by Mitch Kokai
Senior Political Analyst, John Locke Foundation
Joe Queenan reviews for Barron’s a new book that sings the praises of that cutting-edge piece of technology known as the typewriter.
Xavier University philosophy professor Richard Polt owns roughly 300 such machines, but that’s hardly remarkable. Hobbyists and collectors become obsessed with knowing an awful lot about things that aren’t terribly important—old watches, old radios, old guitars—while other people have kids and repair collapsed highways and work on a cure for Alzheimer’s.
Polt argues that we still need the machines that the personal computer deposed three decades ago, and not just to type addresses on envelopes or fill out forms. No, without typewriters in our daily lives, our lives are greatly diminished, he argues. Typewriters do not gobble up electricity. Typewriters are the enemy of illiterates and slobs; they don’t have spell-checker. Most important, typewriters make us stop and smell the roses.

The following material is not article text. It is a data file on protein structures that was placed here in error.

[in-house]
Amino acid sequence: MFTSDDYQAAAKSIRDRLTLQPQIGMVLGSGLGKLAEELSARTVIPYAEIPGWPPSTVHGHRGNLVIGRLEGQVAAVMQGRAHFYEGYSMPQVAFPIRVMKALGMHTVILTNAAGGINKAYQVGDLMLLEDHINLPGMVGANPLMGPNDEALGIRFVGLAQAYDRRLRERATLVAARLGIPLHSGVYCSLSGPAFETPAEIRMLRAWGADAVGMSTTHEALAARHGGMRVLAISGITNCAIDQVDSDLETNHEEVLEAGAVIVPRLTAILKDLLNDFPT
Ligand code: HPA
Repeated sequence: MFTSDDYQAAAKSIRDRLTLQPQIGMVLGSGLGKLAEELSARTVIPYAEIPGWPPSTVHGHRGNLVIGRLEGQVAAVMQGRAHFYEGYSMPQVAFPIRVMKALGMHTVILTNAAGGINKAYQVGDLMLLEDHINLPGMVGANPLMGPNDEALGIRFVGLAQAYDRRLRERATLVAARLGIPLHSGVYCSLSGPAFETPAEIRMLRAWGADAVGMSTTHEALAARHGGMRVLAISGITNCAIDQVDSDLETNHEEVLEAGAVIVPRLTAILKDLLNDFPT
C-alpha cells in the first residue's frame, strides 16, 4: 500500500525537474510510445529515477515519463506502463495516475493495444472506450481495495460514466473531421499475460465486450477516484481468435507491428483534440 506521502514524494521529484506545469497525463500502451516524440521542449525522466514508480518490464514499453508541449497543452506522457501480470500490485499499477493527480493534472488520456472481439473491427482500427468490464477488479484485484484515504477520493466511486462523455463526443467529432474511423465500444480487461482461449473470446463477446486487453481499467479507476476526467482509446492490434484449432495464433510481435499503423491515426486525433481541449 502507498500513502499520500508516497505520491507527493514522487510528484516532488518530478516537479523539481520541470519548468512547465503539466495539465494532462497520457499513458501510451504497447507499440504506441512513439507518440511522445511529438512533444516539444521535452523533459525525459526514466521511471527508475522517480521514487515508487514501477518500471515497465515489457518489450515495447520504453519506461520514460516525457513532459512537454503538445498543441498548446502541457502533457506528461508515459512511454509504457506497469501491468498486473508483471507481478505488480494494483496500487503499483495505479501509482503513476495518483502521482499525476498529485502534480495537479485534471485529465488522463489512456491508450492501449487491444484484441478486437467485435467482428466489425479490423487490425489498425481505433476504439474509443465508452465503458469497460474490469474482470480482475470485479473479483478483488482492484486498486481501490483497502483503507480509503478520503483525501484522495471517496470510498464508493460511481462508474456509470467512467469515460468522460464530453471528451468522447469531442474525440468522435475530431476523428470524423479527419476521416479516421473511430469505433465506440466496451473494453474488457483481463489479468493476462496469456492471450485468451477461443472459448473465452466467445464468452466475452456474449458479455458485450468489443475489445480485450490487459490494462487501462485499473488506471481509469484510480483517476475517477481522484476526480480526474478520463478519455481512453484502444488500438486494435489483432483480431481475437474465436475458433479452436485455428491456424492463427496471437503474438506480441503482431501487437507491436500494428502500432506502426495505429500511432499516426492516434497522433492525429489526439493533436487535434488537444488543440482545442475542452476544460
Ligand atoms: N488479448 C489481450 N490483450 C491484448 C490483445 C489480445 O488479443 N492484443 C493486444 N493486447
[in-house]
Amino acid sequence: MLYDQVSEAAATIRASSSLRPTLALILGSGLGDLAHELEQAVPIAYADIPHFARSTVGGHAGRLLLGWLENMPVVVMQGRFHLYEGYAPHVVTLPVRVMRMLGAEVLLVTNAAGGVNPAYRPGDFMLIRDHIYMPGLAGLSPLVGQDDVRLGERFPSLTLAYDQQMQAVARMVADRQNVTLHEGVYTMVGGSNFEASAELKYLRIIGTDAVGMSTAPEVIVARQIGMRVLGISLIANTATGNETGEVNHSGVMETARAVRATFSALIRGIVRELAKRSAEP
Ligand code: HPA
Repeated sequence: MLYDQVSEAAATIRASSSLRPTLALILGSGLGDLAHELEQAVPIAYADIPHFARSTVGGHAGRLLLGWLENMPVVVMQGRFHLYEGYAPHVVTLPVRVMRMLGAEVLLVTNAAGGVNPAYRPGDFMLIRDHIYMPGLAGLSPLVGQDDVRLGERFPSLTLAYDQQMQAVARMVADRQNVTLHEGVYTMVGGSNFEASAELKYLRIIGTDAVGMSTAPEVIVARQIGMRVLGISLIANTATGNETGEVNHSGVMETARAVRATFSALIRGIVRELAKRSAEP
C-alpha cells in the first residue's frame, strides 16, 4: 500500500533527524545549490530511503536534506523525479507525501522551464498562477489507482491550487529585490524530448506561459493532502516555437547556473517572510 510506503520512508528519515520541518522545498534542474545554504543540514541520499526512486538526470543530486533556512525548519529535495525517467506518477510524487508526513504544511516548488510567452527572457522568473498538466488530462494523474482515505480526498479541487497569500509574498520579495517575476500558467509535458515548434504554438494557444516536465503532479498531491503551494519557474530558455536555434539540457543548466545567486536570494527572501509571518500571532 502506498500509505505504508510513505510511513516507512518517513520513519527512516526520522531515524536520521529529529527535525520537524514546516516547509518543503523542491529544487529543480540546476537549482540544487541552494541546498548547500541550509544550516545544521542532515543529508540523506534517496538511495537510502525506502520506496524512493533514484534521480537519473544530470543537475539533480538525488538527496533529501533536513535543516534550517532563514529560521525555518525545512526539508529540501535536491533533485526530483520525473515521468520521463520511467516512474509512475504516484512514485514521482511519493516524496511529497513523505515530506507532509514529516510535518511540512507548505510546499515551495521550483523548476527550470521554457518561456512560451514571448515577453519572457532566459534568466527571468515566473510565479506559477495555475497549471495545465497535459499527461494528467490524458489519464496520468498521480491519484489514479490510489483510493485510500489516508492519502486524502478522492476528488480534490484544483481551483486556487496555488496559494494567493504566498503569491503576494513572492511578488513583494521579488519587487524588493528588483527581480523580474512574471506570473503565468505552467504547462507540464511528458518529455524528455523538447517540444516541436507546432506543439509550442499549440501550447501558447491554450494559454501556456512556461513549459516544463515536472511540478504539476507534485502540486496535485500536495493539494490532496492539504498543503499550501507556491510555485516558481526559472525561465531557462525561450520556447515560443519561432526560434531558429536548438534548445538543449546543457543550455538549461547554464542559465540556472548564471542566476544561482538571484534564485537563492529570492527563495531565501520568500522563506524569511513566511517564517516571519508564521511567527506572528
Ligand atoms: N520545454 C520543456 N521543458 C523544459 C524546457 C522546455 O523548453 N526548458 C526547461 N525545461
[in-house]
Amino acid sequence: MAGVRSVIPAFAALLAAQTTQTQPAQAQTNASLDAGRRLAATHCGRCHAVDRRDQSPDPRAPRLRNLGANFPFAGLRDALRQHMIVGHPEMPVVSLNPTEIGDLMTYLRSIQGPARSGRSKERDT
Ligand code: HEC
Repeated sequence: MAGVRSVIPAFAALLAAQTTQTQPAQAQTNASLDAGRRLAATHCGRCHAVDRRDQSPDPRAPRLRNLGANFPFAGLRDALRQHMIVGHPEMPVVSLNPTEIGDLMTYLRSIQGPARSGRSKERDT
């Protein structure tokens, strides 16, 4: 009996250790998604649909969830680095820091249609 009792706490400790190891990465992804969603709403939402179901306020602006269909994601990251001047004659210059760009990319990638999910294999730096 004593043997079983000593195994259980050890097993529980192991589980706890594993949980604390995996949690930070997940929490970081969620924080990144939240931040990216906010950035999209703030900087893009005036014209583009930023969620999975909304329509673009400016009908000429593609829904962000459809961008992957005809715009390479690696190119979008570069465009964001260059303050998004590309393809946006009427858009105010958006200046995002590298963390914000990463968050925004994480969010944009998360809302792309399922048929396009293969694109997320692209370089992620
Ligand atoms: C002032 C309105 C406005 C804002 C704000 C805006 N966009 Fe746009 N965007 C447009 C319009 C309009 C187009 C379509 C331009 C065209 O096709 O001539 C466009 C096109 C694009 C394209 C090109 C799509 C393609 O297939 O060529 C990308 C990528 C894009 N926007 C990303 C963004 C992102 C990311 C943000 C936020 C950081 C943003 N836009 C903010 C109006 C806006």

The word “revolution” is pivotal because the good professor’s obsession with an archaic technology stems from a kind of Occupy Wall Street repudiation of the world we live in. “The Typewriter Revolution,” he writes, “defiantly resists technological conformity, the totalitarian information-processing worldview, and the destructive assumption that all human activity should be judged by the test of efficiency. These threats are real, and a typewriter is a weapon against them.”
Thus, the typewriter, once a weapon of the right—the business community—is now a mighty arm of the left. “This machine kills fascists” could be the rallying cry. Well, it wounds them.
Polt maintains that using a typewriter makes you a better writer because you must think carefully before committing words to the page. Maybe. But it could also be argued that the very act of committing words to the page makes the writer reluctant to change anything because he then must toss the original document and start from scratch.
A beautiful book, with lots of lovely photos and cartoons, The Typewriter Revolution is strange, funny, but ultimately nutty.
As are many Luddites.